“A leader is best when people barely know they exist, not so good when people obey and acclaim them, worse when they despise them. Fail to honor people, they fail to honor you. But of a good leader, who talks little, when their work is done, their aim fulfilled, the people will say “We did this ourselves”.
-Lao-tse, part of the Wilderness Adventures Quote Book
During the summer of 1989, I was fortunate to follow in the footsteps of my older brother (who I idolized growing up) and participate in Wilderness Adventure’s Northwest program. For six weeks, I explored mountains, deserts, rivers, and coastal regions with a collection of people that I had never met before. We experienced some amazing and unique places ranging from the thermal features of Yellowstone to the glaciers of Mt Rainier. Of course, those iconic destinations and “wow” locations left a lasting impression on me. However, what I remember most about my journey, was the community that developed over those six weeks and the leadership opportunities that presented themselves along the way. My trip leaders (people like Tom Woodhouse & Sally Rollwagen) did such an amazing job setting each and every one of us up for success. They found a fine balance of giving us freedom and independence to make good decisions along the way while making sure that the structure of the experience was not sacrificed. As a result, I came home much more confident in my leadership abilities. When my English teacher asked me make a presentation to my entire school about my experience out west, I jumped at the opportunity because of my increased confidence.
Leadership is a large part of any Wilderness Adventures experience. Throughout the expedition, each participant will enjoy leadership roles in a variety of capacities. Whether it is performing the “Leader of the Day” duties, organizing a cook crew, or preparing an educational talk on a topic relevant to the trip’s region, each member of the team will work with their peers and trip leaders to accomplish goals and problem solve. While each participant will develop or refine their own leadership style, they also have the opportunity to experience others in this role and learn from those around them.
Below, find a few examples of how leadership is incorporated into every one of our trips:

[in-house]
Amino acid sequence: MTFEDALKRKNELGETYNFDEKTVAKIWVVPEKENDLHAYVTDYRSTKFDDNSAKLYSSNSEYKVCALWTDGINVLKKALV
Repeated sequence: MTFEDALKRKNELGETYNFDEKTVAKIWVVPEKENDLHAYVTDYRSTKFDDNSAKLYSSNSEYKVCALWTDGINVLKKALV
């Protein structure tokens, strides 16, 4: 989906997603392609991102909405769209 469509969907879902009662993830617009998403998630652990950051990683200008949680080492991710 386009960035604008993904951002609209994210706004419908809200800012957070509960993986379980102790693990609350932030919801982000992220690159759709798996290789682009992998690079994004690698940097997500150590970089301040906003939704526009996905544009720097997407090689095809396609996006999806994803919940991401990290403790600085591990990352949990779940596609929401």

Leaders of the Day (LOD)- During the first full day of the trip as part of the student orientation, “Leaders of the Day” (or LOD) will be introduced. WA trip leaders will discuss the roles and responsibilities of the LOD and each student will get to try their hand in this role during the trip. Some of the special duties executed by the LOD are:
- Meet with trip leaders the night before to discuss the agenda for the following day and the brief the group
- Organize tasks, delegate responsibilities, ensure a timeliness with the itinerary
- Establish a time management plan
- Check on fellow participants (energy levels, food, water, morale, personal care, etc.)
- Navigate: Engage active followers, keep the group involved
- Plan Evening Circle
- Lead a debrief at end of the day
- Performance review with the trip leaders
Cook Crew – One of the unique opportunities of a Wilderness Adventures is being on a cook crew. Our cook crew teams consist of 3-4 people that will take turns food planning (from our WA cookbook), shopping at a local grocery store, and preparing meals in an outdoor environment. It is a unique start to finish process that allows the participants to see (and eat!) the fruits of their labor. During this time, each team member takes on a leadership role by managing group decision-making.
Evening Circle – Our day concludes with a evening circle typically around a campfire. One of the activities that take place during this time are an evening talk or presentation on a topic that is relevant to the surroundings. Participants have the opportunity to use resources (such as a traveling library book box, visitor centers, etc.) around them to educate and lead a discussion with their fellow group members. With this experience, public speaking skills are introduced and practiced every night!
WA Trail Map – At the start of each trip, students will be given a WA Trail Map with a path to achieve both hard skills (outdoor recreation) and soft skills (leadership) along the journey. Objectives range from identifying/drawing flora and fauna in the region to conducting a Leave No Trace workshop for the group. Each member who completes a required number of these skills (specific to each age group) will be recognized in a ceremony at the end of the trip. Even though the WA trail Map is specific to the individual, it will require a great deal of teamwork and leadership skills to complete.
Today, Wilderness Adventures believes that leadership involves much more than leading a group safely through a wilderness or to the summit of a peak. All of our programs emphasize the importance of learning how to make decisions and solve problems within a group, think creatively and critically in a variety of situations, develop strong communication skills, and continue to challenge yourself and dream big. These skills are useful throughout life and well beyond the wilderness experience. I can speak from experience when I say that my WA trip gave me the skills and confidence as a teen to launch a life-long dedication to adventure, challenge, and experiencing wild spaces with a special community.